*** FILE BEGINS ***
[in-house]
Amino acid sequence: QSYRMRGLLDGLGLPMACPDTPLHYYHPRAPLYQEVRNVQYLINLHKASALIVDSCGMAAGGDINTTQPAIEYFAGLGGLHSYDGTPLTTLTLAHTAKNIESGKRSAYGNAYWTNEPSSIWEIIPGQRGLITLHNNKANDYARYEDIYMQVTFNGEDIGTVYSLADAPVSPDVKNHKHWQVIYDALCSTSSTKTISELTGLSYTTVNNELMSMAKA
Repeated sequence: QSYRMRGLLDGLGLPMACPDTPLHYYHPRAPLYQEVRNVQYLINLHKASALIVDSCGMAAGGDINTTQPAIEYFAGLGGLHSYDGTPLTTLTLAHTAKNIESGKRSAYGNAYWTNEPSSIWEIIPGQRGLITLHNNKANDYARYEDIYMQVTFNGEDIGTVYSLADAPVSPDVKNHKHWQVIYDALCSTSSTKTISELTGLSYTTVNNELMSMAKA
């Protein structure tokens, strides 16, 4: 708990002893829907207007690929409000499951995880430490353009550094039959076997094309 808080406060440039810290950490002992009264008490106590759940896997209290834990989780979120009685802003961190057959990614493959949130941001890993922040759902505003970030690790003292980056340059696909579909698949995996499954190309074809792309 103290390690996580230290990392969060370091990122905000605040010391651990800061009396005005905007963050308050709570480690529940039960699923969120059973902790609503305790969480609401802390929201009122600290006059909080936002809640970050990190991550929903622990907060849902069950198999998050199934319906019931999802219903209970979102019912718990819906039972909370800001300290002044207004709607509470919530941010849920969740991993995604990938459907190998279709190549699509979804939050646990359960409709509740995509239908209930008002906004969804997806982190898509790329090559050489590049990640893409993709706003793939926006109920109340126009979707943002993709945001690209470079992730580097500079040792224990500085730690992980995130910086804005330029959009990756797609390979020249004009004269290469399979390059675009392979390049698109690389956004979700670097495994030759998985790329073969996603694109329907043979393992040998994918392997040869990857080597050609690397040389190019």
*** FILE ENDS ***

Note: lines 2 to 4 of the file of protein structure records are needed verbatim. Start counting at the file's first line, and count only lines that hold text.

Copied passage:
Amino acid sequence: QSYRMRGLLDGLGLPMACPDTPLHYYHPRAPLYQEVRNVQYLINLHKASALIVDSCGMAAGGDINTTQPAIEYFAGLGGLHSYDGTPLTTLTLAHTAKNIESGKRSAYGNAYWTNEPSSIWEIIPGQRGLITLHNNKANDYARYEDIYMQVTFNGEDIGTVYSLADAPVSPDVKNHKHWQVIYDALCSTSSTKTISELTGLSYTTVNNELMSMAKA
Repeated sequence: QSYRMRGLLDGLGLPMACPDTPLHYYHPRAPLYQEVRNVQYLINLHKASALIVDSCGMAAGGDINTTQPAIEYFAGLGGLHSYDGTPLTTLTLAHTAKNIESGKRSAYGNAYWTNEPSSIWEIIPGQRGLITLHNNKANDYARYEDIYMQVTFNGEDIGTVYSLADAPVSPDVKNHKHWQVIYDALCSTSSTKTISELTGLSYTTVNNELMSMAKA
């Protein structure tokens, strides 16, 4: 708990002893829907207007690929409000499951995880430490353009550094039959076997094309 808080406060440039810290950490002992009264008490106590759940896997209290834990989780979120009685802003961190057959990614493959949130941001890993922040759902505003970030690790003292980056340059696909579909698949995996499954190309074809792309 103290390690996580230290990392969060370091990122905000605040010391651990800061009396005005905007963050308050709570480690529940039960699923969120059973902790609503305790969480609401802390929201009122600290006059909080936002809640970050990190991550929903622990907060849902069950198999998050199934319906019931999802219903209970979102019912718990819906039972909370800001300290002044207004709607509470919530941010849920969740991993995604990938459907190998279709190549699509979804939050646990359960409709509740995509239908209930008002906004969804997806982190898509790329090559050489590049990640893409993709706003793939926006109920109340126009979707943002993709945001690209470079992730580097500079040792224990500085730690992980995130910086804005330029959009990756797609390979020249004009004269290469399979390059675009392979390049698109690389956004979700670097495994030759998985790329073969996603694109329907043979393992040998994918392997040869990857080597050609690397040389190019």